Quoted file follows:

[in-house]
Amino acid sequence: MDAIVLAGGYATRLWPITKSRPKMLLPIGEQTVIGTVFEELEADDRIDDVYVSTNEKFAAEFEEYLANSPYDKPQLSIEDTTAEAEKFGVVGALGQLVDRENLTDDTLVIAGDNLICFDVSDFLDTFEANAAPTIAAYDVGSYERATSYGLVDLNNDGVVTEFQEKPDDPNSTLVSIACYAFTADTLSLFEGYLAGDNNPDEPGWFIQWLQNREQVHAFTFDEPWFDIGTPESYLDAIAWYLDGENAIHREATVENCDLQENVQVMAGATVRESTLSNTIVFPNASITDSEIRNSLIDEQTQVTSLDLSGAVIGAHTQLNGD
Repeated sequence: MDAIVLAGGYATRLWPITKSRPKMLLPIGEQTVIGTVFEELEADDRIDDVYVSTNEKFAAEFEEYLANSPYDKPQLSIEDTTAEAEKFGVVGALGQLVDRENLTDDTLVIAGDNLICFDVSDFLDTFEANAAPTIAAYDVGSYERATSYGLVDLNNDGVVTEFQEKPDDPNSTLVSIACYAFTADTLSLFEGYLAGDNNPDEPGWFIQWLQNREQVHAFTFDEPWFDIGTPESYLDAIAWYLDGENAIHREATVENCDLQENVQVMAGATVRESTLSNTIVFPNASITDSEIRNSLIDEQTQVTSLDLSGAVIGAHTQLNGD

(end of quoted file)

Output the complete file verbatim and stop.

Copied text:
[in-house]
Amino acid sequence: MDAIVLAGGYATRLWPITKSRPKMLLPIGEQTVIGTVFEELEADDRIDDVYVSTNEKFAAEFEEYLANSPYDKPQLSIEDTTAEAEKFGVVGALGQLVDRENLTDDTLVIAGDNLICFDVSDFLDTFEANAAPTIAAYDVGSYERATSYGLVDLNNDGVVTEFQEKPDDPNSTLVSIACYAFTADTLSLFEGYLAGDNNPDEPGWFIQWLQNREQVHAFTFDEPWFDIGTPESYLDAIAWYLDGENAIHREATVENCDLQENVQVMAGATVRESTLSNTIVFPNASITDSEIRNSLIDEQTQVTSLDLSGAVIGAHTQLNGD
Repeated sequence: MDAIVLAGGYATRLWPITKSRPKMLLPIGEQTVIGTVFEELEADDRIDDVYVSTNEKFAAEFEEYLANSPYDKPQLSIEDTTAEAEKFGVVGALGQLVDRENLTDDTLVIAGDNLICFDVSDFLDTFEANAAPTIAAYDVGSYERATSYGLVDLNNDGVVTEFQEKPDDPNSTLVSIACYAFTADTLSLFEGYLAGDNNPDEPGWFIQWLQNREQVHAFTFDEPWFDIGTPESYLDAIAWYLDGENAIHREATVENCDLQENVQVMAGATVRESTLSNTIVFPNASITDSEIRNSLIDEQTQVTSLDLSGAVIGAHTQLNGD